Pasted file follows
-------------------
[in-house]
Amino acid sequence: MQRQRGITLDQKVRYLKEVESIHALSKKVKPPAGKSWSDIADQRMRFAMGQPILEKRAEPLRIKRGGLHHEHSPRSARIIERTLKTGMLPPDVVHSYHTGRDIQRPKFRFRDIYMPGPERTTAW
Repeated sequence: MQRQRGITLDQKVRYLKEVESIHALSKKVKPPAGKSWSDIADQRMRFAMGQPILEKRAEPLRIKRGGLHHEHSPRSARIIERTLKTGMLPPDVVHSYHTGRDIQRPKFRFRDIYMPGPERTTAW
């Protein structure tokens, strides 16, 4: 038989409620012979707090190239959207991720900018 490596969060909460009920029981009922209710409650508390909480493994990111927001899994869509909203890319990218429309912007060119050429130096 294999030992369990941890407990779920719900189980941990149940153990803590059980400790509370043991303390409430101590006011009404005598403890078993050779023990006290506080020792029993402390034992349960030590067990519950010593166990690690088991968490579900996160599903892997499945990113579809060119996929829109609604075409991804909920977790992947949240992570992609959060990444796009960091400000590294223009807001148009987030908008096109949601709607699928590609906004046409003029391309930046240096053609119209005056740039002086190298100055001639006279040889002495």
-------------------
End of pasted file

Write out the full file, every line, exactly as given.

[in-house]
Amino acid sequence: MQRQRGITLDQKVRYLKEVESIHALSKKVKPPAGKSWSDIADQRMRFAMGQPILEKRAEPLRIKRGGLHHEHSPRSARIIERTLKTGMLPPDVVHSYHTGRDIQRPKFRFRDIYMPGPERTTAW
Repeated sequence: MQRQRGITLDQKVRYLKEVESIHALSKKVKPPAGKSWSDIADQRMRFAMGQPILEKRAEPLRIKRGGLHHEHSPRSARIIERTLKTGMLPPDVVHSYHTGRDIQRPKFRFRDIYMPGPERTTAW
């Protein structure tokens, strides 16, 4: 038989409620012979707090190239959207991720900018 490596969060909460009920029981009922209710409650508390909480493994990111927001899994869509909203890319990218429309912007060119050429130096 294999030992369990941890407990779920719900189980941990149940153990803590059980400790509370043991303390409430101590006011009404005598403890078993050779023990006290506080020792029993402390034992349960030590067990519950010593166990690690088991968490579900996160599903892997499945990113579809060119996929829109609604075409991804909920977790992947949240992570992609959060990444796009960091400000590294223009807001148009987030908008096109949601709607699928590609906004046409003029391309930046240096053609119209005056740039002086190298100055001639006279040889002495």